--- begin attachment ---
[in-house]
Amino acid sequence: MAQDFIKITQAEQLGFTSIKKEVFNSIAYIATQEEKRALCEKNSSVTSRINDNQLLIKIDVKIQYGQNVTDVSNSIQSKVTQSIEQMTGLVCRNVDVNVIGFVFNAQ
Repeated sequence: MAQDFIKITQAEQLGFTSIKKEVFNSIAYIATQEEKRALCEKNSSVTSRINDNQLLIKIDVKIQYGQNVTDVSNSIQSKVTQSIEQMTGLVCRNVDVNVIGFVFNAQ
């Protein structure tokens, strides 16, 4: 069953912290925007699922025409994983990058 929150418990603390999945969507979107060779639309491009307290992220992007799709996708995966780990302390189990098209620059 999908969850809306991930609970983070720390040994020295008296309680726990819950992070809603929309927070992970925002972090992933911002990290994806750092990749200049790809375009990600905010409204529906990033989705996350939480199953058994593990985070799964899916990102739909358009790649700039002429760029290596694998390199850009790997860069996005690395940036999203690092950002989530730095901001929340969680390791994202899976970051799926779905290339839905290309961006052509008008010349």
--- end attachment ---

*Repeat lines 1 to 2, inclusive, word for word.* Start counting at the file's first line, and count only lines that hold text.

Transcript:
[in-house]
Amino acid sequence: MAQDFIKITQAEQLGFTSIKKEVFNSIAYIATQEEKRALCEKNSSVTSRINDNQLLIKIDVKIQYGQNVTDVSNSIQSKVTQSIEQMTGLVCRNVDVNVIGFVFNAQ